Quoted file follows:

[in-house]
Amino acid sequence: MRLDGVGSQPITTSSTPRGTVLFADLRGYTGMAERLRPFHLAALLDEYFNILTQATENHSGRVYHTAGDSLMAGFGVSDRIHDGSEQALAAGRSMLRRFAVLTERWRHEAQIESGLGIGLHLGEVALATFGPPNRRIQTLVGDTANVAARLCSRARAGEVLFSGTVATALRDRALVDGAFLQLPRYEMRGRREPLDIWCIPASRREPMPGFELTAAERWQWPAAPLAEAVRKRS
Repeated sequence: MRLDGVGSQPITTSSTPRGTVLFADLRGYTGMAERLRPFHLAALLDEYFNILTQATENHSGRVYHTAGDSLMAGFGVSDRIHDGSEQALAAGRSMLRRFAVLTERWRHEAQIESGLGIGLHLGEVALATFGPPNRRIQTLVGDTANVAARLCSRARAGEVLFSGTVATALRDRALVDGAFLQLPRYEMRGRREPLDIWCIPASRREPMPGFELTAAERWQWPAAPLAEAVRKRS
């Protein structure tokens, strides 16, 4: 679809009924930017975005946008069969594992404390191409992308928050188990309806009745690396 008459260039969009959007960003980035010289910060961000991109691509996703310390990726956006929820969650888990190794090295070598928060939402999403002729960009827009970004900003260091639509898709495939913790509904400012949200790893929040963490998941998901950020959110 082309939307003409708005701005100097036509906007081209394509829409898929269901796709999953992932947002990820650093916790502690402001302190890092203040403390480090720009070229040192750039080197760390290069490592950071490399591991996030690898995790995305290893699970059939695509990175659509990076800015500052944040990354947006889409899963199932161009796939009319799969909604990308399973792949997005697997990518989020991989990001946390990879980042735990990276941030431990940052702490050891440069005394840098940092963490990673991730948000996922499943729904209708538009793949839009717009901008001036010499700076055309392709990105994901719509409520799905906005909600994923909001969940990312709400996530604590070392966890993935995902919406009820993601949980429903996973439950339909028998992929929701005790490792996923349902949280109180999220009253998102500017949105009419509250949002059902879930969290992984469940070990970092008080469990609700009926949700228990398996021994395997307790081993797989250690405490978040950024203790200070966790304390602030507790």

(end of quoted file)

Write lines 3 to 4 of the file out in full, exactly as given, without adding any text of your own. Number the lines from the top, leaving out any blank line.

Repeated sequence: MRLDGVGSQPITTSSTPRGTVLFADLRGYTGMAERLRPFHLAALLDEYFNILTQATENHSGRVYHTAGDSLMAGFGVSDRIHDGSEQALAAGRSMLRRFAVLTERWRHEAQIESGLGIGLHLGEVALATFGPPNRRIQTLVGDTANVAARLCSRARAGEVLFSGTVATALRDRALVDGAFLQLPRYEMRGRREPLDIWCIPASRREPMPGFELTAAERWQWPAAPLAEAVRKRS
């Protein structure tokens, strides 16, 4: 679809009924930017975005946008069969594992404390191409992308928050188990309806009745690396 008459260039969009959007960003980035010289910060961000991109691509996703310390990726956006929820969650888990190794090295070598928060939402999403002729960009827009970004900003260091639509898709495939913790509904400012949200790893929040963490998941998901950020959110 082309939307003409708005701005100097036509906007081209394509829409898929269901796709999953992932947002990820650093916790502690402001302190890092203040403390480090720009070229040192750039080197760390290069490592950071490399591991996030690898995790995305290893699970059939695509990175659509990076800015500052944040990354947006889409899963199932161009796939009319799969909604990308399973792949997005697997990518989020991989990001946390990879980042735990990276941030431990940052702490050891440069005394840098940092963490990673991730948000996922499943729904209708538009793949839009717009901008001036010499700076055309392709990105994901719509409520799905906005909600994923909001969940990312709400996530604590070392966890993935995902919406009820993601949980429903996973439950339909028998992929929701005790490792996923349902949280109180999220009253998102500017949105009419509250949002059902879930969290992984469940070990970092008080469990609700009926949700228990398996021994395997307790081993797989250690405490978040950024203790200070966790304390602030507790």